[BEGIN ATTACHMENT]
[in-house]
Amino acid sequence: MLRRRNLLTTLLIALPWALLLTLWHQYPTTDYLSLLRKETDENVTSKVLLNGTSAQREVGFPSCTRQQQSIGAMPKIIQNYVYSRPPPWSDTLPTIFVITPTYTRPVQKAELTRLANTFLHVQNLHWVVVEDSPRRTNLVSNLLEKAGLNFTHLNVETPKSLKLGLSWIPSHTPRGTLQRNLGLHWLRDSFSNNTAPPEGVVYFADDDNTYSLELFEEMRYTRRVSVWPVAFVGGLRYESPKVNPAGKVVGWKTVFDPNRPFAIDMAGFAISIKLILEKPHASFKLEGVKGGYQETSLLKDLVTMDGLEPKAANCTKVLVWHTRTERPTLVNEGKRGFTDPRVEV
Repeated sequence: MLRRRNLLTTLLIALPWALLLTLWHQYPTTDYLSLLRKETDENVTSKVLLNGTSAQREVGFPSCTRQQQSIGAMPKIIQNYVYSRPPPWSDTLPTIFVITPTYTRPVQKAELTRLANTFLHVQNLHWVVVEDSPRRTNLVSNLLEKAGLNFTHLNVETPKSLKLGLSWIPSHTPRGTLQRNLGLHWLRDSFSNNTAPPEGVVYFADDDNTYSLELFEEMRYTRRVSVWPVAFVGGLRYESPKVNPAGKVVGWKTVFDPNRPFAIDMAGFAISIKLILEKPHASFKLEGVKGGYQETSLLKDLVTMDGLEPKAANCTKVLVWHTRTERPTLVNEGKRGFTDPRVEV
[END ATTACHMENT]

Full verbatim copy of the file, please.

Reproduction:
[in-house]
Amino acid sequence: MLRRRNLLTTLLIALPWALLLTLWHQYPTTDYLSLLRKETDENVTSKVLLNGTSAQREVGFPSCTRQQQSIGAMPKIIQNYVYSRPPPWSDTLPTIFVITPTYTRPVQKAELTRLANTFLHVQNLHWVVVEDSPRRTNLVSNLLEKAGLNFTHLNVETPKSLKLGLSWIPSHTPRGTLQRNLGLHWLRDSFSNNTAPPEGVVYFADDDNTYSLELFEEMRYTRRVSVWPVAFVGGLRYESPKVNPAGKVVGWKTVFDPNRPFAIDMAGFAISIKLILEKPHASFKLEGVKGGYQETSLLKDLVTMDGLEPKAANCTKVLVWHTRTERPTLVNEGKRGFTDPRVEV
Repeated sequence: MLRRRNLLTTLLIALPWALLLTLWHQYPTTDYLSLLRKETDENVTSKVLLNGTSAQREVGFPSCTRQQQSIGAMPKIIQNYVYSRPPPWSDTLPTIFVITPTYTRPVQKAELTRLANTFLHVQNLHWVVVEDSPRRTNLVSNLLEKAGLNFTHLNVETPKSLKLGLSWIPSHTPRGTLQRNLGLHWLRDSFSNNTAPPEGVVYFADDDNTYSLELFEEMRYTRRVSVWPVAFVGGLRYESPKVNPAGKVVGWKTVFDPNRPFAIDMAGFAISIKLILEKPHASFKLEGVKGGYQETSLLKDLVTMDGLEPKAANCTKVLVWHTRTERPTLVNEGKRGFTDPRVEV